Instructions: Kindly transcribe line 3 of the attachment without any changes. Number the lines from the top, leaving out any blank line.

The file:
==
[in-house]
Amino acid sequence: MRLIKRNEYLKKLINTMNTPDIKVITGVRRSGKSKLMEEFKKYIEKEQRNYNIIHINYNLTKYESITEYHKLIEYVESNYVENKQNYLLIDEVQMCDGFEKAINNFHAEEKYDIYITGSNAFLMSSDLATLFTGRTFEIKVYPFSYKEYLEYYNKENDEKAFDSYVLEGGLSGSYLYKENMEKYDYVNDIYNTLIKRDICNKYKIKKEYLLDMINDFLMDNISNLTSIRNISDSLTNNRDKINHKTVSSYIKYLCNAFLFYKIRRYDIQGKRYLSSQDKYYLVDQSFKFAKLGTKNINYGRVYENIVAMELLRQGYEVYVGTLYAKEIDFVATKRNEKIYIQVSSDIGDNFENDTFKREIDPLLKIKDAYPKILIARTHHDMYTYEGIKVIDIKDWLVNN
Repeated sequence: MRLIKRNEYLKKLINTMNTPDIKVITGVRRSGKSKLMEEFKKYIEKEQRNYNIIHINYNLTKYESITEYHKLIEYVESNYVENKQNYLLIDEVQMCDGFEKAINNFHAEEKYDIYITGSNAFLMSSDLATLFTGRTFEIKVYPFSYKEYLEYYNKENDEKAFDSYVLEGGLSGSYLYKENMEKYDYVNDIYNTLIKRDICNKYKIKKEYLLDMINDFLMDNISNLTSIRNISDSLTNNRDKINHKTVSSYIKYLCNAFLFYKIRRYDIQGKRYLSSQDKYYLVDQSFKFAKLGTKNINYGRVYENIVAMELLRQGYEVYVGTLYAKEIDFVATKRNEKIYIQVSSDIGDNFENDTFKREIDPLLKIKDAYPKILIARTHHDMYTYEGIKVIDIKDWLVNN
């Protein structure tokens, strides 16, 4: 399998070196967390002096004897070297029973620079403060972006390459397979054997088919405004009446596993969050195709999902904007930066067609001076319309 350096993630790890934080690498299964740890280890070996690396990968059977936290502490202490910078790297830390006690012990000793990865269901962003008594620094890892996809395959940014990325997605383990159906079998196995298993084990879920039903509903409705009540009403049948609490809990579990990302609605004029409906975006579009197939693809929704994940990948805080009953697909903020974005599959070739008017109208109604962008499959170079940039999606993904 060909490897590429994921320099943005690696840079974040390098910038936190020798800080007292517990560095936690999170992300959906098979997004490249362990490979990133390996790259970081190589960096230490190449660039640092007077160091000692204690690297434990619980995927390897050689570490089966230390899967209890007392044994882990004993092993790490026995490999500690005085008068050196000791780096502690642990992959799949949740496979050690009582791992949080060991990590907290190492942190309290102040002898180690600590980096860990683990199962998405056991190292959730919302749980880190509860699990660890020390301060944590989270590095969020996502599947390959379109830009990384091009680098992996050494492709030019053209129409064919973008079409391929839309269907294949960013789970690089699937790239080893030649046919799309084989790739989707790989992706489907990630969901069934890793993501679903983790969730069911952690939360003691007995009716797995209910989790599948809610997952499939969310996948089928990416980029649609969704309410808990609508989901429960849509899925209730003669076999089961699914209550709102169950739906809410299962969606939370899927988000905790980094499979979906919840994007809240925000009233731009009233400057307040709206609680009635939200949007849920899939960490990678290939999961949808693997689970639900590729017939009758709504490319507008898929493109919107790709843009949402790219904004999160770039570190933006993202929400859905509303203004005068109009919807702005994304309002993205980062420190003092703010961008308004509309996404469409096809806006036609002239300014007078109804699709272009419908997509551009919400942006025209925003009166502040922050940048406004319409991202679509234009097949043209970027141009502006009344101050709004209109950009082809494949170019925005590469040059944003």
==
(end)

Repeated sequence: MRLIKRNEYLKKLINTMNTPDIKVITGVRRSGKSKLMEEFKKYIEKEQRNYNIIHINYNLTKYESITEYHKLIEYVESNYVENKQNYLLIDEVQMCDGFEKAINNFHAEEKYDIYITGSNAFLMSSDLATLFTGRTFEIKVYPFSYKEYLEYYNKENDEKAFDSYVLEGGLSGSYLYKENMEKYDYVNDIYNTLIKRDICNKYKIKKEYLLDMINDFLMDNISNLTSIRNISDSLTNNRDKINHKTVSSYIKYLCNAFLFYKIRRYDIQGKRYLSSQDKYYLVDQSFKFAKLGTKNINYGRVYENIVAMELLRQGYEVYVGTLYAKEIDFVATKRNEKIYIQVSSDIGDNFENDTFKREIDPLLKIKDAYPKILIARTHHDMYTYEGIKVIDIKDWLVNN